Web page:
What is heat transfer?
Heat transfer, or heat, is energy in transition between communicating systems due to a temperature difference. Heat travels always from a hot body to a cold body. A temperature difference too low avoids the heat to flow. It means that it is impossible to heat a fluid up to exactly the same temperature as the heating fluid. Similarly, cool a fluid down to the same temperature as the cooling fluid is unachievable.
Three modes of heat transfer may be distinguished: conduction, convection and radiation.
In heat conduction, energy is transferred on a molecular scale with no movement of macroscopic portions of matter relative to one other. The conduction in solid is partly due to the impact of adjacent molecules vibrating around their average positions. In liquids and gases the conduction is due to the collisions and diffusion of molecules during their random movement. In these two states of matter the conduction is negligible compared to convection. Indeed fluids and especially gases are less conductive due to the large distance between atoms which implies fewer collisions between them.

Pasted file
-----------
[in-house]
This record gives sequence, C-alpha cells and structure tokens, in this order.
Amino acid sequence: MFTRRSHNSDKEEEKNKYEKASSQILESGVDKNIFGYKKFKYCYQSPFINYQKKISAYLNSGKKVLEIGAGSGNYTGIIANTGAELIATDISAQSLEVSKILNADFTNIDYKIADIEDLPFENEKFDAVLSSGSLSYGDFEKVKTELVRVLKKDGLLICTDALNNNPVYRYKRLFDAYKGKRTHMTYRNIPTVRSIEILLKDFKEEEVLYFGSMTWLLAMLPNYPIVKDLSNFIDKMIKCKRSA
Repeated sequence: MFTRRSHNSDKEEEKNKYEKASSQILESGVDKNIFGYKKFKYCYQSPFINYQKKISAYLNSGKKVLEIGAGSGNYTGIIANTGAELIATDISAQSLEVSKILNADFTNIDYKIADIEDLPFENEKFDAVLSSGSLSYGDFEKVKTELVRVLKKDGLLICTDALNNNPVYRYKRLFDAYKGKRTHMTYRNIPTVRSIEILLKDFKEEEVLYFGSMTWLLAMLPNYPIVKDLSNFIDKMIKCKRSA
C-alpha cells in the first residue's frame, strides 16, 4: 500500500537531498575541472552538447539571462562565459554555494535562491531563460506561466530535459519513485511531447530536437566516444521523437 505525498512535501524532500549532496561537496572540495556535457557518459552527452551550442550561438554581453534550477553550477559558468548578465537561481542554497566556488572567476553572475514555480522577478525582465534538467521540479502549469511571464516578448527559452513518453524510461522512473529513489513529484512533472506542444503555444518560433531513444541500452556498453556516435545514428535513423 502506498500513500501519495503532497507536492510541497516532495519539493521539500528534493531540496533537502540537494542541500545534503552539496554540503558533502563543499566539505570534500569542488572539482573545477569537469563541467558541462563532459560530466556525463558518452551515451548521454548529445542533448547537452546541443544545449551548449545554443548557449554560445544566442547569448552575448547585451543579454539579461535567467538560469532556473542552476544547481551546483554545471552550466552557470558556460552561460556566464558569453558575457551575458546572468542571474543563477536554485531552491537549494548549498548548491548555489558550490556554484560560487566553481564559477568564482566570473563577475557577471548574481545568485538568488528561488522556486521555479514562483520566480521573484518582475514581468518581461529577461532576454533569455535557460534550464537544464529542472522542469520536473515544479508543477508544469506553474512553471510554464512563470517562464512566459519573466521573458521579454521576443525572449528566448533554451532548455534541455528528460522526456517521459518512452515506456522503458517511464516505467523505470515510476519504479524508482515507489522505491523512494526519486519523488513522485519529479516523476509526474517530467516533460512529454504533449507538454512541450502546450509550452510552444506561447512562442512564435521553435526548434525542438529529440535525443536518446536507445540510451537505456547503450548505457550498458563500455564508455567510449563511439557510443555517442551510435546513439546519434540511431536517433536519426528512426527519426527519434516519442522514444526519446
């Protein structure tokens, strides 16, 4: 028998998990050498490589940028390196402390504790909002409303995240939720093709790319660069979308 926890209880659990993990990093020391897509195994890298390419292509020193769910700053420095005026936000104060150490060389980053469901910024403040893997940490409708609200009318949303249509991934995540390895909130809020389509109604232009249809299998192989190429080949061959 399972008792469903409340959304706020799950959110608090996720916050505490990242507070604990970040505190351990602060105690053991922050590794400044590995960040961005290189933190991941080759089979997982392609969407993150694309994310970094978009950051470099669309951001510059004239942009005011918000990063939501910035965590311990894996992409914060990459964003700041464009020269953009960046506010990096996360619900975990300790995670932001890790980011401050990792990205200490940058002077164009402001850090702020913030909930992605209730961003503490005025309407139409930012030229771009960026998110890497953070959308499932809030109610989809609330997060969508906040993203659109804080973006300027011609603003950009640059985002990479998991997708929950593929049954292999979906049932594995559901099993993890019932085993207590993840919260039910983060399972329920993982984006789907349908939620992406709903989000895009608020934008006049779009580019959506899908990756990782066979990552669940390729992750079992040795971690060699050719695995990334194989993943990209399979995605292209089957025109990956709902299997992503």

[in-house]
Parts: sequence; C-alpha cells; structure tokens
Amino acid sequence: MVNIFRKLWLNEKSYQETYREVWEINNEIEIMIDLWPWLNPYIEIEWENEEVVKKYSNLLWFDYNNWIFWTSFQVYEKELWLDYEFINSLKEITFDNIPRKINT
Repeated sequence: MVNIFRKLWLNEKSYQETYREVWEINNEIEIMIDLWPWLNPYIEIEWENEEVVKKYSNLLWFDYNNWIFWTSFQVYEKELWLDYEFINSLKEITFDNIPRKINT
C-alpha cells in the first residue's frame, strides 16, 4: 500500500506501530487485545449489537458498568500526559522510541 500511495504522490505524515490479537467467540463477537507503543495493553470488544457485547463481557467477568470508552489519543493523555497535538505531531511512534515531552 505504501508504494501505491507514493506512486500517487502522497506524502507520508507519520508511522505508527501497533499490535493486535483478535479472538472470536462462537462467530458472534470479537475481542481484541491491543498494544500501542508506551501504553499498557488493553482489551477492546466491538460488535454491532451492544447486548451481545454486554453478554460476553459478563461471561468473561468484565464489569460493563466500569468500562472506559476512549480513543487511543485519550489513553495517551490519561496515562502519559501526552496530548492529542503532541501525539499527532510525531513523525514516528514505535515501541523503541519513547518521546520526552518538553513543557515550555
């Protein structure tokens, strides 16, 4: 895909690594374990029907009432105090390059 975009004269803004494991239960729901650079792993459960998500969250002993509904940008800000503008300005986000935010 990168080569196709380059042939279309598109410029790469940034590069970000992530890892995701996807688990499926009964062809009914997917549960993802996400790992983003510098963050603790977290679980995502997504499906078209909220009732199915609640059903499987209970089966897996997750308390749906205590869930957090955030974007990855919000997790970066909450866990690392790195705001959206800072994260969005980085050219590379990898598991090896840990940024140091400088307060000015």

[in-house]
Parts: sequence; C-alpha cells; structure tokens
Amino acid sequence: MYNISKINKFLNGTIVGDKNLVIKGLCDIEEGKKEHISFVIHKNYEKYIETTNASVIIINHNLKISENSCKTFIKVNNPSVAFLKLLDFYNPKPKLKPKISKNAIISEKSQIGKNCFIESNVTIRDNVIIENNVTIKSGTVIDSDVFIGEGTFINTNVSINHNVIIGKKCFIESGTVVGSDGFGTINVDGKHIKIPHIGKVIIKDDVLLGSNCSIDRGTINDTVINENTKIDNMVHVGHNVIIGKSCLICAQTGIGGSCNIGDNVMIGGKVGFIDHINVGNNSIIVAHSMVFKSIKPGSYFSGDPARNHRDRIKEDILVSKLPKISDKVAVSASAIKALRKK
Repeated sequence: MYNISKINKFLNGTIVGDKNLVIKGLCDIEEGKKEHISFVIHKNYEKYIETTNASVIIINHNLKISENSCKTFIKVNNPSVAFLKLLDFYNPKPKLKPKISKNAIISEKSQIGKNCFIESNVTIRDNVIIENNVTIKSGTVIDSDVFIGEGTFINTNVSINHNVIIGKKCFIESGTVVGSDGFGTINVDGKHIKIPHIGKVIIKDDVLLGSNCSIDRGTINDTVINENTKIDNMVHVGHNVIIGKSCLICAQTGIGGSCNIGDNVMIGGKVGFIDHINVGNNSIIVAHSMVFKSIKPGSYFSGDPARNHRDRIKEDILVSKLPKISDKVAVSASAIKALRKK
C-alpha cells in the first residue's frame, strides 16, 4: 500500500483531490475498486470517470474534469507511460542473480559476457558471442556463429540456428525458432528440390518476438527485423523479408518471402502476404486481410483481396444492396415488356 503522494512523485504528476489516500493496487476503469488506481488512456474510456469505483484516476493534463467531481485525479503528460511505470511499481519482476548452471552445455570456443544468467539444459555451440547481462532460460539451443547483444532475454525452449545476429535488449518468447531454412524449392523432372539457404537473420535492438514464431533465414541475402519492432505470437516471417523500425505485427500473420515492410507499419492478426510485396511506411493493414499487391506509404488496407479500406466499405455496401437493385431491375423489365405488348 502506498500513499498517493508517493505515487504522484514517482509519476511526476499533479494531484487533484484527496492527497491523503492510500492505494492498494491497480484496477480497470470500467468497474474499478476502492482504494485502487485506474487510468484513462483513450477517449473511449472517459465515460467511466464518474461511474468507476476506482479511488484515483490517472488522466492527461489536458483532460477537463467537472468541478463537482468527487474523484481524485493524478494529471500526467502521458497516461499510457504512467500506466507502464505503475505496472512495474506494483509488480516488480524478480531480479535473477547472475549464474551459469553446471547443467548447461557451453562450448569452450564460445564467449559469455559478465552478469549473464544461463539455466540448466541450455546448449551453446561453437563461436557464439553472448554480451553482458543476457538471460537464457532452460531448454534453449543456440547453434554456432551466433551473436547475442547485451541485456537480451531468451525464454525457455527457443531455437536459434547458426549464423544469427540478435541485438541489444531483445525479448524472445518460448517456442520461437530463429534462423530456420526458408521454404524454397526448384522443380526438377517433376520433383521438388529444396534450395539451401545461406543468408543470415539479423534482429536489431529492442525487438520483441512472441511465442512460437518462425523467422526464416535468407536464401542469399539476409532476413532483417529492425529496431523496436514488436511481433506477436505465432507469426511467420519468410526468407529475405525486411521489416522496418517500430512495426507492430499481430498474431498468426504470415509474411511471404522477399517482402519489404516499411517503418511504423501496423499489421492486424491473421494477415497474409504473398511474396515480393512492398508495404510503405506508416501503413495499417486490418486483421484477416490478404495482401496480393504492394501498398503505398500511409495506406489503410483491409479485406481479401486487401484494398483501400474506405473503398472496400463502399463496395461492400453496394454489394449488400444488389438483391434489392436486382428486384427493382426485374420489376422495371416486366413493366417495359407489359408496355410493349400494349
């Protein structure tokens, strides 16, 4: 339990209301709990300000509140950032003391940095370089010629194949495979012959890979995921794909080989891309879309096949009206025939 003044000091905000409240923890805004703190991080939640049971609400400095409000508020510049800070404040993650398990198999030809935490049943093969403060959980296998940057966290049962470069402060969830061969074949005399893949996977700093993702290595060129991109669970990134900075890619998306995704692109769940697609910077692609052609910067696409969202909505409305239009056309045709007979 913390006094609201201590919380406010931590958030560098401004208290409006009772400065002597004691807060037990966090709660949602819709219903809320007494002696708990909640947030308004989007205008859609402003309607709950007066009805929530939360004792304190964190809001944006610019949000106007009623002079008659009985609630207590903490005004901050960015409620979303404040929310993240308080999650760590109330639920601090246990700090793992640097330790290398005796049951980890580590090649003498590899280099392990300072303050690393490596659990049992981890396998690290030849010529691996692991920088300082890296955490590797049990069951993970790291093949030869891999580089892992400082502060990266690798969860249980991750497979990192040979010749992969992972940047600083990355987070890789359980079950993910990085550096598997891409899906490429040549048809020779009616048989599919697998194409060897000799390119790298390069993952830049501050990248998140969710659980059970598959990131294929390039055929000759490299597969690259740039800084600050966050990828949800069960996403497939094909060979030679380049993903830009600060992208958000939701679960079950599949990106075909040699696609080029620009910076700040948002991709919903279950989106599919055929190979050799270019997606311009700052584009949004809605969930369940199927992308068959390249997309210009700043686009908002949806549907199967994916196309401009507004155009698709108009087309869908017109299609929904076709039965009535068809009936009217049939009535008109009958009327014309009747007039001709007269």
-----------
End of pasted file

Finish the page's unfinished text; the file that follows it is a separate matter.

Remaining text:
Forced and natural convection
Heat convection refers to heat transfer that occurs between a surface and a moving fluid which are different temperatures. Convection heat transfer is subdivided into two different kinds according to the nature of the flow: forced and natural.
Forced convection occurs when the flow is caused by an external force such as a pump or a fan. When the flow is entirely due to density gradients, caused by temperature variations, the heat transfer is called natural convection.
The third mode of heat transfer, radiation, is the transport of energy between two contactless bodies without the assistance of an intervening medium. Unlike conduction and convection, radiation can occur in vacuum. All matter at temperatures above absolute zero emits electromagnetic waves of various wave-lengths. The energy of radiation fields is transported by these waves.